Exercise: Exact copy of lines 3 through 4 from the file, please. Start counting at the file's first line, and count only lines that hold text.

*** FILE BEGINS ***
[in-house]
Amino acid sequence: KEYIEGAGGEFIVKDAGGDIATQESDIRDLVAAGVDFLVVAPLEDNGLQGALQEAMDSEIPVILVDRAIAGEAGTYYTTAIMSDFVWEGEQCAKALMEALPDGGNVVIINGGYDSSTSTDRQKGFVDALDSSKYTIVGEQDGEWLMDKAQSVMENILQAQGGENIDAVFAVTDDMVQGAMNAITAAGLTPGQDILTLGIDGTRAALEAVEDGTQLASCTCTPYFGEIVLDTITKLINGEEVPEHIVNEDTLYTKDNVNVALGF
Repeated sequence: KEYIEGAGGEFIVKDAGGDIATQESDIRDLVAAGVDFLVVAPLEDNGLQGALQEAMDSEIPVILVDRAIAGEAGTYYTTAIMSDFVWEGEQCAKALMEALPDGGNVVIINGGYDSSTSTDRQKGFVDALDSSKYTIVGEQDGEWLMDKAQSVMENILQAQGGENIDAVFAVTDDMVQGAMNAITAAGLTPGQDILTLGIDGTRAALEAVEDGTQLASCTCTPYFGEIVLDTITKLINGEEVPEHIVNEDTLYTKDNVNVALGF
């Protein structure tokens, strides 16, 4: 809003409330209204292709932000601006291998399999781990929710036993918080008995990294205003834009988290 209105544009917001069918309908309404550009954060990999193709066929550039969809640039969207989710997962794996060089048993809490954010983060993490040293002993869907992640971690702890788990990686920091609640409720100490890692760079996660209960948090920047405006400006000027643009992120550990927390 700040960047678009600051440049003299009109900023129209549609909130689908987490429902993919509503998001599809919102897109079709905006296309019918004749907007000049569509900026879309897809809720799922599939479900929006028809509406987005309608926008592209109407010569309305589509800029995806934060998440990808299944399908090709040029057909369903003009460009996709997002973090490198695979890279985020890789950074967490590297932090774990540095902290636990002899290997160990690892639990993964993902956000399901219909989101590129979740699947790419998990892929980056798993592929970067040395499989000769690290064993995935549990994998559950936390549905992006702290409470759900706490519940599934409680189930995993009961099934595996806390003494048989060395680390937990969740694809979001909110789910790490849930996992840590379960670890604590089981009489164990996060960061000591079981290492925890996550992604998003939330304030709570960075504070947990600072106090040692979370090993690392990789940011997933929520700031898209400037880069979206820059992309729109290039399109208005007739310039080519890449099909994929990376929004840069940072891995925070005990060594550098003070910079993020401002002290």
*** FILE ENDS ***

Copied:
Repeated sequence: KEYIEGAGGEFIVKDAGGDIATQESDIRDLVAAGVDFLVVAPLEDNGLQGALQEAMDSEIPVILVDRAIAGEAGTYYTTAIMSDFVWEGEQCAKALMEALPDGGNVVIINGGYDSSTSTDRQKGFVDALDSSKYTIVGEQDGEWLMDKAQSVMENILQAQGGENIDAVFAVTDDMVQGAMNAITAAGLTPGQDILTLGIDGTRAALEAVEDGTQLASCTCTPYFGEIVLDTITKLINGEEVPEHIVNEDTLYTKDNVNVALGF
């Protein structure tokens, strides 16, 4: 809003409330209204292709932000601006291998399999781990929710036993918080008995990294205003834009988290 209105544009917001069918309908309404550009954060990999193709066929550039969809640039969207989710997962794996060089048993809490954010983060993490040293002993869907992640971690702890788990990686920091609640409720100490890692760079996660209960948090920047405006400006000027643009992120550990927390 700040960047678009600051440049003299009109900023129209549609909130689908987490429902993919509503998001599809919102897109079709905006296309019918004749907007000049569509900026879309897809809720799922599939479900929006028809509406987005309608926008592209109407010569309305589509800029995806934060998440990808299944399908090709040029057909369903003009460009996709997002973090490198695979890279985020890789950074967490590297932090774990540095902290636990002899290997160990690892639990993964993902956000399901219909989101590129979740699947790419998990892929980056798993592929970067040395499989000769690290064993995935549990994998559950936390549905992006702290409470759900706490519940599934409680189930995993009961099934595996806390003494048989060395680390937990969740694809979001909110789910790490849930996992840590379960670890604590089981009489164990996060960061000591079981290492925890996550992604998003939330304030709570960075504070947990600072106090040692979370090993690392990789940011997933929520700031898209400037880069979206820059992309729109290039399109208005007739310039080519890449099909994929990376929004840069940072891995925070005990060594550098003070910079993020401002002290």